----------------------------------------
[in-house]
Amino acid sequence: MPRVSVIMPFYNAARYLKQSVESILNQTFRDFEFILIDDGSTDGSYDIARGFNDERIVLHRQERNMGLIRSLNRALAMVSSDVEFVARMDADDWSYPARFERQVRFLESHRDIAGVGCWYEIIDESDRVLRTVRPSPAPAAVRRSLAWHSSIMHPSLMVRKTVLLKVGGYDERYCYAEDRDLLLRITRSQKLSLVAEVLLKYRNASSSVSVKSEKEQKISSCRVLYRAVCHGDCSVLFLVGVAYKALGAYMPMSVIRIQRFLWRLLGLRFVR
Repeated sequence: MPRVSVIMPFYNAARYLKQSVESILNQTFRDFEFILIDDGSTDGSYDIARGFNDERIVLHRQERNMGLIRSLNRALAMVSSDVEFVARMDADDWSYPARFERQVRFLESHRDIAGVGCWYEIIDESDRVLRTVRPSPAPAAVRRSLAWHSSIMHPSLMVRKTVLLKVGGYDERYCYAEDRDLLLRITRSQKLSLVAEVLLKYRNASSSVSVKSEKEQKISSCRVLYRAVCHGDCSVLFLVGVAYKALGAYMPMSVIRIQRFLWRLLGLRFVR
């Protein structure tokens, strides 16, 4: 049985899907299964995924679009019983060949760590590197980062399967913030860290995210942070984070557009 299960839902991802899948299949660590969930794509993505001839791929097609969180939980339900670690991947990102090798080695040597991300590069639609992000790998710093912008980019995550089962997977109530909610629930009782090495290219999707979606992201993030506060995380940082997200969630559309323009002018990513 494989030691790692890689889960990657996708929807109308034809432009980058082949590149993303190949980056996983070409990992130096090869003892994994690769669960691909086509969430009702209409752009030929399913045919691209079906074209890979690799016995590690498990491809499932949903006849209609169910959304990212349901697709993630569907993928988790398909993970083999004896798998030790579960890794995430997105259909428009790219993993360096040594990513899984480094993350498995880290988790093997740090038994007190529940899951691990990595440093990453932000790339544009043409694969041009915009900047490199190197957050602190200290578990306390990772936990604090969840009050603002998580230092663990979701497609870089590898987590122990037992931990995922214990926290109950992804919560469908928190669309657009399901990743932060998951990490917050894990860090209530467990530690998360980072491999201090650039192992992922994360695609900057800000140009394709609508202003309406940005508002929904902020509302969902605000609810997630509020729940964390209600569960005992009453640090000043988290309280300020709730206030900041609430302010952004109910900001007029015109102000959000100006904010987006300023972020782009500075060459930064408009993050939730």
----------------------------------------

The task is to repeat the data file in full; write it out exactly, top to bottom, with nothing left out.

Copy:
[in-house]
Amino acid sequence: MPRVSVIMPFYNAARYLKQSVESILNQTFRDFEFILIDDGSTDGSYDIARGFNDERIVLHRQERNMGLIRSLNRALAMVSSDVEFVARMDADDWSYPARFERQVRFLESHRDIAGVGCWYEIIDESDRVLRTVRPSPAPAAVRRSLAWHSSIMHPSLMVRKTVLLKVGGYDERYCYAEDRDLLLRITRSQKLSLVAEVLLKYRNASSSVSVKSEKEQKISSCRVLYRAVCHGDCSVLFLVGVAYKALGAYMPMSVIRIQRFLWRLLGLRFVR
Repeated sequence: MPRVSVIMPFYNAARYLKQSVESILNQTFRDFEFILIDDGSTDGSYDIARGFNDERIVLHRQERNMGLIRSLNRALAMVSSDVEFVARMDADDWSYPARFERQVRFLESHRDIAGVGCWYEIIDESDRVLRTVRPSPAPAAVRRSLAWHSSIMHPSLMVRKTVLLKVGGYDERYCYAEDRDLLLRITRSQKLSLVAEVLLKYRNASSSVSVKSEKEQKISSCRVLYRAVCHGDCSVLFLVGVAYKALGAYMPMSVIRIQRFLWRLLGLRFVR
């Protein structure tokens, strides 16, 4: 049985899907299964995924679009019983060949760590590197980062399967913030860290995210942070984070557009 299960839902991802899948299949660590969930794509993505001839791929097609969180939980339900670690991947990102090798080695040597991300590069639609992000790998710093912008980019995550089962997977109530909610629930009782090495290219999707979606992201993030506060995380940082997200969630559309323009002018990513 494989030691790692890689889960990657996708929807109308034809432009980058082949590149993303190949980056996983070409990992130096090869003892994994690769669960691909086509969430009702209409752009030929399913045919691209079906074209890979690799016995590690498990491809499932949903006849209609169910959304990212349901697709993630569907993928988790398909993970083999004896798998030790579960890794995430997105259909428009790219993993360096040594990513899984480094993350498995880290988790093997740090038994007190529940899951691990990595440093990453932000790339544009043409694969041009915009900047490199190197957050602190200290578990306390990772936990604090969840009050603002998580230092663990979701497609870089590898987590122990037992931990995922214990926290109950992804919560469908928190669309657009399901990743932060998951990490917050894990860090209530467990530690998360980072491999201090650039192992992922994360695609900057800000140009394709609508202003309406940005508002929904902020509302969902605000609810997630509020729940964390209600569960005992009453640090000043988290309280300020709730206030900041609430302010952004109910900001007029015109102000959000100006904010987006300023972020782009500075060459930064408009993050939730």